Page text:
These criteria are of limited value for several reasons. They do not deal with low-tonnage chemicals, which is odd for a Department which spent a good deal of effort in the 1980s on controlling organotin-based marine anti-fouling compounds.

More fundamentally, they give no quantitative indication of the thresholds of, say, persistence or bioaccumulation which the DoE believes would give rise to concern. And the paper also fails to say whether the DoE has in mind any initiative to identify chemicals of concern, or whether this will be done solely within the EC and OECD programmes for evaluating the risks posed by "existing", or older, substances in which it is already participating.

The section on risk assessment is equally vague, although it does refer the reader to a report on risk assessment produced last year by an industry/government working group.2 This is more helpful in that it sets out detailed risk assessment procedures, and also suggests "assessment factors" - crudely, safety factors - for use in evaluating the results of laboratory tests and extrapolating them to ecosystems.

The section on control options is more illuminating in that it spells out a new hierarchy of possible control measures. Regulatory measures, it says, "should be used only where other approaches, including economic instruments, are not likely to be effective in reducing the risk of harm to the environment."

The hierarchy is as follows:

  • Voluntary "agreements": This term is used loosely to encompass formal risk reduction agreements, as well as voluntary initiatives by individual companies. Voluntary agreements of the formal kind, the paper notes, "must be supported by reduction targets and timetables against which their performance can be judged."

    The paper also notes that the effectiveness of voluntary agreements can be reduced where there are many producers of, and disparate markets for, a hazardous substance. "Experience from the control of CFCs in the UK," it says, "suggests that voluntary approaches are most effective when action is taken on both means of production and consumption in parallel."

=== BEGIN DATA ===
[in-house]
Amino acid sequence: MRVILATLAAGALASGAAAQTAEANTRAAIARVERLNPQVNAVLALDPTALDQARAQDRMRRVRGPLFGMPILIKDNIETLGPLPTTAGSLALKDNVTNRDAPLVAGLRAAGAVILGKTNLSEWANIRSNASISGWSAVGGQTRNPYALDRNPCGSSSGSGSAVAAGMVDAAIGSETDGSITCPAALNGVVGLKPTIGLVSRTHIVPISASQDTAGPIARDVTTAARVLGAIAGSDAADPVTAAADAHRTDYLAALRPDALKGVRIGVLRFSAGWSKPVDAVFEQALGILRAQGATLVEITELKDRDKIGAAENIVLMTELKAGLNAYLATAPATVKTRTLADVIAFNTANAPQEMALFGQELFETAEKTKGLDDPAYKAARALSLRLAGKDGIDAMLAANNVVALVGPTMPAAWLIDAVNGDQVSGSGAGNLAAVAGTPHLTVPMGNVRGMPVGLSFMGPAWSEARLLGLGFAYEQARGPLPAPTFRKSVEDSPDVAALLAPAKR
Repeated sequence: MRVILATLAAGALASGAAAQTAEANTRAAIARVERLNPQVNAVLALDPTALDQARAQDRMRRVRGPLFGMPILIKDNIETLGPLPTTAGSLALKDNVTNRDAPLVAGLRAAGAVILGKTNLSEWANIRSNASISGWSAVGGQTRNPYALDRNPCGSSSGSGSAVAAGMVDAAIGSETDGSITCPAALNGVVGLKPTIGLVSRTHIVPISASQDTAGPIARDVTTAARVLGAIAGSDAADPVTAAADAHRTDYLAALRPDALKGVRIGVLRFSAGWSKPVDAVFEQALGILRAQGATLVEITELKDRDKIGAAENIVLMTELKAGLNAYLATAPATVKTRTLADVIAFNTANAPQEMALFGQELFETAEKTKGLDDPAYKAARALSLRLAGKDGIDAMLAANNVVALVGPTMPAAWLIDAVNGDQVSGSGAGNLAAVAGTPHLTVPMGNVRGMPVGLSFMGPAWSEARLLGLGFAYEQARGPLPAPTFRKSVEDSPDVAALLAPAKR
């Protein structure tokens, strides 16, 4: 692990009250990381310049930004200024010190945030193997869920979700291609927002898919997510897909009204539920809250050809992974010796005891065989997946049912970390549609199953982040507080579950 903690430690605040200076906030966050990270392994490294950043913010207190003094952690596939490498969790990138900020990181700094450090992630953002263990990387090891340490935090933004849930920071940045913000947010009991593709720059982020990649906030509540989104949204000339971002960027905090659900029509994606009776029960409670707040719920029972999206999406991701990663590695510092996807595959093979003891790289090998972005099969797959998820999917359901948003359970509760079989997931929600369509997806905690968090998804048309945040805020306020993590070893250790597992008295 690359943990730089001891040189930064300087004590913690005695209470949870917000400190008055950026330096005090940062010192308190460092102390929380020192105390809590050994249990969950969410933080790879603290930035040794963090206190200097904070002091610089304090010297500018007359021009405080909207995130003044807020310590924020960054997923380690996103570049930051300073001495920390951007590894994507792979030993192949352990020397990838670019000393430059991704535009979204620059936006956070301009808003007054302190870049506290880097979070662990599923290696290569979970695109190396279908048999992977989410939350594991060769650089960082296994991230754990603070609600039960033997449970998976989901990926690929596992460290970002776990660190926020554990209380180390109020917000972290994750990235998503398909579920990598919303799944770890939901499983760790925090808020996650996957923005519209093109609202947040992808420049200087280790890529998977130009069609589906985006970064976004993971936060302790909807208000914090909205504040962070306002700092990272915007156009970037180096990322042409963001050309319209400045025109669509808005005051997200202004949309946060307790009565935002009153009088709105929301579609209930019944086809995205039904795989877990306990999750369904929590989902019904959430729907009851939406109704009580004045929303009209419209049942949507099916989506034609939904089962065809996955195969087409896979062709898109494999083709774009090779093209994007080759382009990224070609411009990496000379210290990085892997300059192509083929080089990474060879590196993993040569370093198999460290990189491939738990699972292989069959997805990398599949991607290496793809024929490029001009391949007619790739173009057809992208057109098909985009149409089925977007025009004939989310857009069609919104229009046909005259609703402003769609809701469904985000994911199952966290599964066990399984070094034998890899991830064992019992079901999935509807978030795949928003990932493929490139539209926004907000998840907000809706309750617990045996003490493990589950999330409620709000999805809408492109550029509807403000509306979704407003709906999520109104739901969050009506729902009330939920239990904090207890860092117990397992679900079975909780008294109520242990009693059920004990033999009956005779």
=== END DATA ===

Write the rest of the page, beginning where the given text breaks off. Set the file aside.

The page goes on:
The paper goes on to suggest that emission reduction targets which companies may set themselves when the Government's Chemical Release Inventory gets off the ground may also be another means of reducing environmental inputs of hazardous substances, while the implementation of BS7750, the new environmental management systems standard, "should help to promote the introduction of managed programmes by industry to control and reduce emissions."

  • Economic instruments: Several possible instruments are put forward. These include taxes set at a level judged to be likely to bring about a desired reduction in the total consumption of a substance. Or, as with CFCs, the total production of a substance could be limited, but the market left to allocate its use. The paper omits to identify any possible shortcomings of these measures.

  • Notification: Section 142 of the 1990 Act, as noted above, enables Ministers to require industry to notify new and intended uses of a substance. This would provide an opportunity to evaluate risks posed by the potential new uses. The DoE appears to favour this course because "it signals ahead chemicals that may be subject to action so that industry can consider the case for substitutes and make the necessary changes to products or processes in good time."